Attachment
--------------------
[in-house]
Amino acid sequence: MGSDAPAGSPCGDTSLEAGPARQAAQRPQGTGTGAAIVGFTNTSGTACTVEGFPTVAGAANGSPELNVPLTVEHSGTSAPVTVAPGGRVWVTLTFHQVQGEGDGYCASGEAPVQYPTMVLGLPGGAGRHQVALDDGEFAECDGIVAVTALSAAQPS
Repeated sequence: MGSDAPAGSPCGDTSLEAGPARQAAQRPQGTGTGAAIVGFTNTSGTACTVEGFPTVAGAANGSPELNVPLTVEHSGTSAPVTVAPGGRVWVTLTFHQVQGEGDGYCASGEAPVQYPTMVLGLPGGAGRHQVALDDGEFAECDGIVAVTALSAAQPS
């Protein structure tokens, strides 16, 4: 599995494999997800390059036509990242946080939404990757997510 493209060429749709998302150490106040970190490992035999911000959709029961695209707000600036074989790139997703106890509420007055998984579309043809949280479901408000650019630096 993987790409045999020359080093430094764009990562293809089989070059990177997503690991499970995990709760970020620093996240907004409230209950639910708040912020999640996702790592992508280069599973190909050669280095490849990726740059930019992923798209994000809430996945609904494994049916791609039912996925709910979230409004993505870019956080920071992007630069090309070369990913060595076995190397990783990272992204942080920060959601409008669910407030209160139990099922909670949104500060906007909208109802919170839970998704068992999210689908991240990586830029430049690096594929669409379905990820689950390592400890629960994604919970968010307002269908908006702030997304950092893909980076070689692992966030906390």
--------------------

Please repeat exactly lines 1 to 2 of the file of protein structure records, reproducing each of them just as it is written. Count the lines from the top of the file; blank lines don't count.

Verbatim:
[in-house]
Amino acid sequence: MGSDAPAGSPCGDTSLEAGPARQAAQRPQGTGTGAAIVGFTNTSGTACTVEGFPTVAGAANGSPELNVPLTVEHSGTSAPVTVAPGGRVWVTLTFHQVQGEGDGYCASGEAPVQYPTMVLGLPGGAGRHQVALDDGEFAECDGIVAVTALSAAQPS